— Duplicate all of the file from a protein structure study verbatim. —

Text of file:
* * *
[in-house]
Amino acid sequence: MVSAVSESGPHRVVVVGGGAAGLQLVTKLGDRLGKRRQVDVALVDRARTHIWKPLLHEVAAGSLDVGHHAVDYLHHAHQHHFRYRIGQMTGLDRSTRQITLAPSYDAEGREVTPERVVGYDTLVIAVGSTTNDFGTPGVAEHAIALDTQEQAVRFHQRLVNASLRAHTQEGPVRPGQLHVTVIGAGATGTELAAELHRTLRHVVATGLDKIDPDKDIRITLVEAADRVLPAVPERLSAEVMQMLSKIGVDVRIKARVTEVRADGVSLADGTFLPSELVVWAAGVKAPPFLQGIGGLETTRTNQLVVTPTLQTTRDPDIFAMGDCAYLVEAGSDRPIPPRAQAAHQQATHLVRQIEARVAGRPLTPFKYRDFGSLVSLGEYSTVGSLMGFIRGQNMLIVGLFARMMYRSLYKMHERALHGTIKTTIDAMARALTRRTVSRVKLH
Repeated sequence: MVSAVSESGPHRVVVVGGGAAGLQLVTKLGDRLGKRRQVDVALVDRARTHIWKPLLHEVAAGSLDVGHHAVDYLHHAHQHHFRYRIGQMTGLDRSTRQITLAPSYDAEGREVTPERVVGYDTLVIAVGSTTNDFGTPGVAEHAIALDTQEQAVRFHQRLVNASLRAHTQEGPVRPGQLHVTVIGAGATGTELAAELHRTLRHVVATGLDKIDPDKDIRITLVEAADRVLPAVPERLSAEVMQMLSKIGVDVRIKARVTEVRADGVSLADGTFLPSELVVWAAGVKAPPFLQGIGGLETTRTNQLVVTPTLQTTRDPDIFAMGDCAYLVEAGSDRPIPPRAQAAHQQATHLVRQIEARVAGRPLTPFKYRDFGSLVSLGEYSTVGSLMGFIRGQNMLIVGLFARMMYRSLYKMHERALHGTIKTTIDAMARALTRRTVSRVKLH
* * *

[in-house]
Amino acid sequence: MVSAVSESGPHRVVVVGGGAAGLQLVTKLGDRLGKRRQVDVALVDRARTHIWKPLLHEVAAGSLDVGHHAVDYLHHAHQHHFRYRIGQMTGLDRSTRQITLAPSYDAEGREVTPERVVGYDTLVIAVGSTTNDFGTPGVAEHAIALDTQEQAVRFHQRLVNASLRAHTQEGPVRPGQLHVTVIGAGATGTELAAELHRTLRHVVATGLDKIDPDKDIRITLVEAADRVLPAVPERLSAEVMQMLSKIGVDVRIKARVTEVRADGVSLADGTFLPSELVVWAAGVKAPPFLQGIGGLETTRTNQLVVTPTLQTTRDPDIFAMGDCAYLVEAGSDRPIPPRAQAAHQQATHLVRQIEARVAGRPLTPFKYRDFGSLVSLGEYSTVGSLMGFIRGQNMLIVGLFARMMYRSLYKMHERALHGTIKTTIDAMARALTRRTVSRVKLH
Repeated sequence: MVSAVSESGPHRVVVVGGGAAGLQLVTKLGDRLGKRRQVDVALVDRARTHIWKPLLHEVAAGSLDVGHHAVDYLHHAHQHHFRYRIGQMTGLDRSTRQITLAPSYDAEGREVTPERVVGYDTLVIAVGSTTNDFGTPGVAEHAIALDTQEQAVRFHQRLVNASLRAHTQEGPVRPGQLHVTVIGAGATGTELAAELHRTLRHVVATGLDKIDPDKDIRITLVEAADRVLPAVPERLSAEVMQMLSKIGVDVRIKARVTEVRADGVSLADGTFLPSELVVWAAGVKAPPFLQGIGGLETTRTNQLVVTPTLQTTRDPDIFAMGDCAYLVEAGSDRPIPPRAQAAHQQATHLVRQIEARVAGRPLTPFKYRDFGSLVSLGEYSTVGSLMGFIRGQNMLIVGLFARMMYRSLYKMHERALHGTIKTTIDAMARALTRRTVSRVKLH